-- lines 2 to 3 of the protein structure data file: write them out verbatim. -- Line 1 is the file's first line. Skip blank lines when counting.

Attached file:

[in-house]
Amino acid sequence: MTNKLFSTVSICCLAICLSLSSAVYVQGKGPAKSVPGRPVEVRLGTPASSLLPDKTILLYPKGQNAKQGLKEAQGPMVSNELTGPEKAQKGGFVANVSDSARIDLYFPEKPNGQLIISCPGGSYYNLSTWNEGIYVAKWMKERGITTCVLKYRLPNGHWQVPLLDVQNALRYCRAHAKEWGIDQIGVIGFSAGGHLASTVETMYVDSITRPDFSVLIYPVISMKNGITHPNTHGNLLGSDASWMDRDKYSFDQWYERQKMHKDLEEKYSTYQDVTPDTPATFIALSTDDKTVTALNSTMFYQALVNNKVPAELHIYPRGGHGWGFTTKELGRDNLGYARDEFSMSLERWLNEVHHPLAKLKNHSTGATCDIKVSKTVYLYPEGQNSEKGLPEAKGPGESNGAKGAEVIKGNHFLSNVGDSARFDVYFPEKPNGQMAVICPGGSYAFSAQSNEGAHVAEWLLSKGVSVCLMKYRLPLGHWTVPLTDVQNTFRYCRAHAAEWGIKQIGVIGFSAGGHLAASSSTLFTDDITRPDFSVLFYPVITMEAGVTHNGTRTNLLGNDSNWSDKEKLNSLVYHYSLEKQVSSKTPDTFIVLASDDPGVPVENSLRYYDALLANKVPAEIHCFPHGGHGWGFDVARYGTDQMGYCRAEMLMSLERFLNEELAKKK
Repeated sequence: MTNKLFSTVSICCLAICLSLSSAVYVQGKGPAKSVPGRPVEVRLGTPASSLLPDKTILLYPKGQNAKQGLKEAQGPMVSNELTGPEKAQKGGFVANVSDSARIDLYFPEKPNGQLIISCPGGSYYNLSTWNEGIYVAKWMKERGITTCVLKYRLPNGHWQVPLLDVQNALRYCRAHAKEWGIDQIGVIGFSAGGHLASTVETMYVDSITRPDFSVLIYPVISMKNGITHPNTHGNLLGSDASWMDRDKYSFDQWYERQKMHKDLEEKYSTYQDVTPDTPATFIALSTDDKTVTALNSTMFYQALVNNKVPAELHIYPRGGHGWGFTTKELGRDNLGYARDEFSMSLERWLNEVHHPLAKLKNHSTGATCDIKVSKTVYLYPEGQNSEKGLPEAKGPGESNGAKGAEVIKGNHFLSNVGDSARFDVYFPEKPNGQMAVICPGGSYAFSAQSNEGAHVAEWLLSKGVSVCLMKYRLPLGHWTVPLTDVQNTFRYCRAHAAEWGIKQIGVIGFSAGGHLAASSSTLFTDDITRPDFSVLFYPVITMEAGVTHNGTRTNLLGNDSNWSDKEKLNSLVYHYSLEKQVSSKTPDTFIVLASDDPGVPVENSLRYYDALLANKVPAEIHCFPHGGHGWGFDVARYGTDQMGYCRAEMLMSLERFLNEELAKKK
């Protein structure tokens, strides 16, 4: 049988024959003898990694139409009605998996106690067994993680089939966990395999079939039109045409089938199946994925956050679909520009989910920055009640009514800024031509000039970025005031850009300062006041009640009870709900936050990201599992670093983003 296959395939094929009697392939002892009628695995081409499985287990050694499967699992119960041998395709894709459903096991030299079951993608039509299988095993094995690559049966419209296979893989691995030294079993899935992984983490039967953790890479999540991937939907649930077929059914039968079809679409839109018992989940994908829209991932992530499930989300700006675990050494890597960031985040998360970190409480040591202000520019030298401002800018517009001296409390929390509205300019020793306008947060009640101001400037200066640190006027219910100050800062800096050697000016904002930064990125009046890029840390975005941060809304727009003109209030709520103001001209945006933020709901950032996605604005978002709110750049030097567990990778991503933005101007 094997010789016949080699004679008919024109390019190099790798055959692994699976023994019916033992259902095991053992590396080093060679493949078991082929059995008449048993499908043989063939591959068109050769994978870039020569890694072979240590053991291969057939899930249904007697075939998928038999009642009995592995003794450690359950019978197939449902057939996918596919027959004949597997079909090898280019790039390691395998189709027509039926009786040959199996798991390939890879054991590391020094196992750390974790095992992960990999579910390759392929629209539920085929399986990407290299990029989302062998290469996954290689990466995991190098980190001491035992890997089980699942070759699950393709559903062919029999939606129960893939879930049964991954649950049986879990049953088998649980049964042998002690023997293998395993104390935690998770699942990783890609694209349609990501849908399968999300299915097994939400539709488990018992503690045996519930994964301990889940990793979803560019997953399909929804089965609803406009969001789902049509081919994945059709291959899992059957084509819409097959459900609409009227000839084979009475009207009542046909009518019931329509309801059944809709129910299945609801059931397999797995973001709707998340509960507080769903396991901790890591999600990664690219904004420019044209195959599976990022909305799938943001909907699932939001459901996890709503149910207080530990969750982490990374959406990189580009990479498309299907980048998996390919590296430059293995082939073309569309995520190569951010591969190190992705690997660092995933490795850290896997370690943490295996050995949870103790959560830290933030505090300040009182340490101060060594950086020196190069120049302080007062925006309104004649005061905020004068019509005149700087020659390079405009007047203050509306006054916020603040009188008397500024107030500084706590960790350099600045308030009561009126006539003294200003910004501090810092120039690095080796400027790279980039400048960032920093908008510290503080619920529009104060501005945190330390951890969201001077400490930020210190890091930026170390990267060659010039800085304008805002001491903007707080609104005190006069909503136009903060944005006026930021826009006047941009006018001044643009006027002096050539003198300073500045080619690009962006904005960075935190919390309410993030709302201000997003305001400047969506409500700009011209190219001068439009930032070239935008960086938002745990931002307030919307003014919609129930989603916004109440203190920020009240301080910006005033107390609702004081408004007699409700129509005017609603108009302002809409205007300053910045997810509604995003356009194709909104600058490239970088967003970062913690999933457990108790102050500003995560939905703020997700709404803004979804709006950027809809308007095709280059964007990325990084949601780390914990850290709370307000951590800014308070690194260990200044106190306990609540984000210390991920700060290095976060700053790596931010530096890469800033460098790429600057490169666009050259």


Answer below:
Amino acid sequence: MTNKLFSTVSICCLAICLSLSSAVYVQGKGPAKSVPGRPVEVRLGTPASSLLPDKTILLYPKGQNAKQGLKEAQGPMVSNELTGPEKAQKGGFVANVSDSARIDLYFPEKPNGQLIISCPGGSYYNLSTWNEGIYVAKWMKERGITTCVLKYRLPNGHWQVPLLDVQNALRYCRAHAKEWGIDQIGVIGFSAGGHLASTVETMYVDSITRPDFSVLIYPVISMKNGITHPNTHGNLLGSDASWMDRDKYSFDQWYERQKMHKDLEEKYSTYQDVTPDTPATFIALSTDDKTVTALNSTMFYQALVNNKVPAELHIYPRGGHGWGFTTKELGRDNLGYARDEFSMSLERWLNEVHHPLAKLKNHSTGATCDIKVSKTVYLYPEGQNSEKGLPEAKGPGESNGAKGAEVIKGNHFLSNVGDSARFDVYFPEKPNGQMAVICPGGSYAFSAQSNEGAHVAEWLLSKGVSVCLMKYRLPLGHWTVPLTDVQNTFRYCRAHAAEWGIKQIGVIGFSAGGHLAASSSTLFTDDITRPDFSVLFYPVITMEAGVTHNGTRTNLLGNDSNWSDKEKLNSLVYHYSLEKQVSSKTPDTFIVLASDDPGVPVENSLRYYDALLANKVPAEIHCFPHGGHGWGFDVARYGTDQMGYCRAEMLMSLERFLNEELAKKK
Repeated sequence: MTNKLFSTVSICCLAICLSLSSAVYVQGKGPAKSVPGRPVEVRLGTPASSLLPDKTILLYPKGQNAKQGLKEAQGPMVSNELTGPEKAQKGGFVANVSDSARIDLYFPEKPNGQLIISCPGGSYYNLSTWNEGIYVAKWMKERGITTCVLKYRLPNGHWQVPLLDVQNALRYCRAHAKEWGIDQIGVIGFSAGGHLASTVETMYVDSITRPDFSVLIYPVISMKNGITHPNTHGNLLGSDASWMDRDKYSFDQWYERQKMHKDLEEKYSTYQDVTPDTPATFIALSTDDKTVTALNSTMFYQALVNNKVPAELHIYPRGGHGWGFTTKELGRDNLGYARDEFSMSLERWLNEVHHPLAKLKNHSTGATCDIKVSKTVYLYPEGQNSEKGLPEAKGPGESNGAKGAEVIKGNHFLSNVGDSARFDVYFPEKPNGQMAVICPGGSYAFSAQSNEGAHVAEWLLSKGVSVCLMKYRLPLGHWTVPLTDVQNTFRYCRAHAAEWGIKQIGVIGFSAGGHLAASSSTLFTDDITRPDFSVLFYPVITMEAGVTHNGTRTNLLGNDSNWSDKEKLNSLVYHYSLEKQVSSKTPDTFIVLASDDPGVPVENSLRYYDALLANKVPAEIHCFPHGGHGWGFDVARYGTDQMGYCRAEMLMSLERFLNEELAKKK